Norwegian is to end all flights between Ireland and the USA from 15 September as it looks to cut loss-making routes.
"As the airline moves from growth to profitability, we have conducted a comprehensive review of our transatlantic operations between Ireland and North America and considering the grounding of the Boeing 737 Max aircraft, we have concluded that these routes are no longer commercially viable," says Matthew Wood, senior vice-president long-haul commercial at Norwegian. The airline began operating six routes from Dublin, Cork and Shannon to the USA in July 2017.
Norwegian's operations from Ireland have been hit by the ongoing grounding of the Boeing 737 Max aircraft, which has seen it wet-lease aircraft in order to maintain its schedules. However, the continued uncertainty over when the aircraft will be able to return to the skies means that "this solution is unsustainable".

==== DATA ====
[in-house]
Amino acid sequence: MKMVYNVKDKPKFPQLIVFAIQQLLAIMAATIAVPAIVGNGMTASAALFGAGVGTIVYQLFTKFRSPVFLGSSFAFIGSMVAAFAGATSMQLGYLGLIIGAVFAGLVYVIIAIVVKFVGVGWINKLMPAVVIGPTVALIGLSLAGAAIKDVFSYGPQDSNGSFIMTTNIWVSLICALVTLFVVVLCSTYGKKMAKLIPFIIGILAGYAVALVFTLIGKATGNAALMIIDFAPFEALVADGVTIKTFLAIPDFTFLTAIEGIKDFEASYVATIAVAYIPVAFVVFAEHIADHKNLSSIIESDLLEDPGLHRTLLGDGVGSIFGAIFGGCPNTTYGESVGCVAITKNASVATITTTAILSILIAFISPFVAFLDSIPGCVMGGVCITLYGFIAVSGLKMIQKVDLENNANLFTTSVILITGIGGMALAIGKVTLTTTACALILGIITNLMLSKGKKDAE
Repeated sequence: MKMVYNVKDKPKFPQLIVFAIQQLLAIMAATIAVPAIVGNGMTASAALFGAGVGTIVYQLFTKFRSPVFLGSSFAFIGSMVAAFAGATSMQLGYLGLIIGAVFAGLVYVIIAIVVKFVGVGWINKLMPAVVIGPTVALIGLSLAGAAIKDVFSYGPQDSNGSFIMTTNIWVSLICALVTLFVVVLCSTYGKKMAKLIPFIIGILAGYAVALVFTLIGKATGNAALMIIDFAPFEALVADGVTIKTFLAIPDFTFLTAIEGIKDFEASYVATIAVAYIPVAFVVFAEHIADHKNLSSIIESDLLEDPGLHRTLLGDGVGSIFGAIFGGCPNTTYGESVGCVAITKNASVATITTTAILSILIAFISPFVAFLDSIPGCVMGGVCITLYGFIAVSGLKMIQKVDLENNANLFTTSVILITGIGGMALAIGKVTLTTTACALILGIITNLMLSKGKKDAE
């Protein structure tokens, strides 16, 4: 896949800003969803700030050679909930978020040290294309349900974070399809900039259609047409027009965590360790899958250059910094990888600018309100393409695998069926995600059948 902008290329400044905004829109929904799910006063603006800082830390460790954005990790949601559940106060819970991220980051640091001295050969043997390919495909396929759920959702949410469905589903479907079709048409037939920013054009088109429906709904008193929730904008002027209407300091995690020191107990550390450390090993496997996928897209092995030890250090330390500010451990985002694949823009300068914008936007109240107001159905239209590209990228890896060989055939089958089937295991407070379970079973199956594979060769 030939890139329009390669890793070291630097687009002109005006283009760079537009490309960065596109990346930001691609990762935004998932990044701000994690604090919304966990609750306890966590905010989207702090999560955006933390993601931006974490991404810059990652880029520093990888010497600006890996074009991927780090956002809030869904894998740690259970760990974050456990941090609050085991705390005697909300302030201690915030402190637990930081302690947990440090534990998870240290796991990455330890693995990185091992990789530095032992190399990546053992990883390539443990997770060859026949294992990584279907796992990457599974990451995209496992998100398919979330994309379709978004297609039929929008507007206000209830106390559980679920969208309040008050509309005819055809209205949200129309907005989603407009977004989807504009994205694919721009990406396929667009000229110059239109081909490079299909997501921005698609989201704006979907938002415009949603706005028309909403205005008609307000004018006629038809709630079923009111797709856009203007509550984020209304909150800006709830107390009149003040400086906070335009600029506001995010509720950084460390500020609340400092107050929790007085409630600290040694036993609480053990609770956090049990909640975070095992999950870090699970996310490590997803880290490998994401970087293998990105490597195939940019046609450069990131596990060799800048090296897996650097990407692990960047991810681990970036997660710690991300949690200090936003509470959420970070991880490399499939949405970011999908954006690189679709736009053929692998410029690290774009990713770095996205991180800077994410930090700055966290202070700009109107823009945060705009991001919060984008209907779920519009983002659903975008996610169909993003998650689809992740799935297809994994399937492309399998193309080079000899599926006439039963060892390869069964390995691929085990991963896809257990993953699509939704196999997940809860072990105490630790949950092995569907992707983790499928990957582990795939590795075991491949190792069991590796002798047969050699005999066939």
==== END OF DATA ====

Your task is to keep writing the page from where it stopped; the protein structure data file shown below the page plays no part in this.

The airline says it will ensure passengers are still able to travel to their destinations after 15 September by re-routing them onto other Norwegian services, as well as offering a full refund to those who no longer wish to fly with the carrier.
"We are proactively engaging with our pilots and cabin crew at our Dublin base, including their respective unions, to ensure that redundancies remain a last resort," Wood explains. Norwegian will continue to offer scheduled services from Dublin to Oslo, Stockholm and Copenhagen and the airline's 80 Dublin-based administrative staff at Norwegian Air International and Norwegian Group's asset company, Arctic Aviation Assets, will not be affected by the route closures.